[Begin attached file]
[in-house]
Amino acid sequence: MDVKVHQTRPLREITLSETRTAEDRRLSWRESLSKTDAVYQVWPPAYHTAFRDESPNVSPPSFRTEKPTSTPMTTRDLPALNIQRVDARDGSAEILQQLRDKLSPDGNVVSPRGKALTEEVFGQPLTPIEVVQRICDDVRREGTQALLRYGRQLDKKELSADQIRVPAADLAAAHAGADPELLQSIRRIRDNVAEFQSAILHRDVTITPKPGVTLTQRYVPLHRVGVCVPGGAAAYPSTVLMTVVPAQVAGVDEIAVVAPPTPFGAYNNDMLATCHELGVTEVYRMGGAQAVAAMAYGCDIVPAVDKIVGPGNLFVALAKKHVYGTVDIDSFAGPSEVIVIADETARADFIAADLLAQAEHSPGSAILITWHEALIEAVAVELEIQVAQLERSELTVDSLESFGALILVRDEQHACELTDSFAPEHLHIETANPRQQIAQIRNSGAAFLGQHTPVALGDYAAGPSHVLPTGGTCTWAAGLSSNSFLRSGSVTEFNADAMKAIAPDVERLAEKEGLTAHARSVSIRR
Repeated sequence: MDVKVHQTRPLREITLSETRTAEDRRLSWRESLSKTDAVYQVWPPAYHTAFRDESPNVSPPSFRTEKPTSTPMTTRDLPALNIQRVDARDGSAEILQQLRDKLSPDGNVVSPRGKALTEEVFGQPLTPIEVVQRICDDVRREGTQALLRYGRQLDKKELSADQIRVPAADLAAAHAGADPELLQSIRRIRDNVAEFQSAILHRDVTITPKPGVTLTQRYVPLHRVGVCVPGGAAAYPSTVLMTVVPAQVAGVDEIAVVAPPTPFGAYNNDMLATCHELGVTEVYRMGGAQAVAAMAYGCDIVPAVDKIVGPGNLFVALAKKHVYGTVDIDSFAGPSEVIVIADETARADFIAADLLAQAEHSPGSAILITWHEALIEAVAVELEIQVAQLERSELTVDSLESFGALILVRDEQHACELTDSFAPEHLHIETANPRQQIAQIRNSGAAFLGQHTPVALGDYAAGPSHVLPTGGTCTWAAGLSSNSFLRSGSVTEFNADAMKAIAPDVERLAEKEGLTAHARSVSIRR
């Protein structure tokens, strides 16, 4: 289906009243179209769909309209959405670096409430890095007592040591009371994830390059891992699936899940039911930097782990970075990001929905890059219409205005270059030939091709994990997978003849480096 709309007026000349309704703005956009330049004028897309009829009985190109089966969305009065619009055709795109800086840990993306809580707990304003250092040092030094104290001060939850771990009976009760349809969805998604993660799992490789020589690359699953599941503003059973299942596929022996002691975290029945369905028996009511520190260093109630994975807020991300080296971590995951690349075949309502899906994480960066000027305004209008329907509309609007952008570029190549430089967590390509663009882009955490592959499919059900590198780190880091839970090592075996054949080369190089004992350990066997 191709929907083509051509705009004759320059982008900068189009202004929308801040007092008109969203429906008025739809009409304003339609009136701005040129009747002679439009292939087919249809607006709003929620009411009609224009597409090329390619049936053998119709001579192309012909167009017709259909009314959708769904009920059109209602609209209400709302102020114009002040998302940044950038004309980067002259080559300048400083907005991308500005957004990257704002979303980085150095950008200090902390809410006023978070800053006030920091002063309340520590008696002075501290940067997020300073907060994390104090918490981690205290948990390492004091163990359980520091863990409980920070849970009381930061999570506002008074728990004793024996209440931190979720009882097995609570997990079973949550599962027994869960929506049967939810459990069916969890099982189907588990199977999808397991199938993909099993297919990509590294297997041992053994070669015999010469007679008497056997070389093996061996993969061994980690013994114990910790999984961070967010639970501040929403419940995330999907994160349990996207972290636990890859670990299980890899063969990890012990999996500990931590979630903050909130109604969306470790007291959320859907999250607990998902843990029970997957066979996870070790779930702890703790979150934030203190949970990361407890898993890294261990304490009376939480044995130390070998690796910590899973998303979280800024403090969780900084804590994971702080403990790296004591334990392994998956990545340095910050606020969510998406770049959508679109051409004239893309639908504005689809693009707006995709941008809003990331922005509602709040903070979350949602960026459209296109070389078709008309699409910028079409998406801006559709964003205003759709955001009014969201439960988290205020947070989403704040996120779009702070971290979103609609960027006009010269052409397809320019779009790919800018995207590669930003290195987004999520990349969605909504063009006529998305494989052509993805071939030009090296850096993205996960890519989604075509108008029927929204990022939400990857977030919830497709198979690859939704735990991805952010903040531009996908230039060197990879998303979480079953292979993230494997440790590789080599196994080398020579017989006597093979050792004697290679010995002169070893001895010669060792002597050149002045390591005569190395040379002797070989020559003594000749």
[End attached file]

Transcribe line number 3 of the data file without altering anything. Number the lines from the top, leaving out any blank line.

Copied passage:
Repeated sequence: MDVKVHQTRPLREITLSETRTAEDRRLSWRESLSKTDAVYQVWPPAYHTAFRDESPNVSPPSFRTEKPTSTPMTTRDLPALNIQRVDARDGSAEILQQLRDKLSPDGNVVSPRGKALTEEVFGQPLTPIEVVQRICDDVRREGTQALLRYGRQLDKKELSADQIRVPAADLAAAHAGADPELLQSIRRIRDNVAEFQSAILHRDVTITPKPGVTLTQRYVPLHRVGVCVPGGAAAYPSTVLMTVVPAQVAGVDEIAVVAPPTPFGAYNNDMLATCHELGVTEVYRMGGAQAVAAMAYGCDIVPAVDKIVGPGNLFVALAKKHVYGTVDIDSFAGPSEVIVIADETARADFIAADLLAQAEHSPGSAILITWHEALIEAVAVELEIQVAQLERSELTVDSLESFGALILVRDEQHACELTDSFAPEHLHIETANPRQQIAQIRNSGAAFLGQHTPVALGDYAAGPSHVLPTGGTCTWAAGLSSNSFLRSGSVTEFNADAMKAIAPDVERLAEKEGLTAHARSVSIRR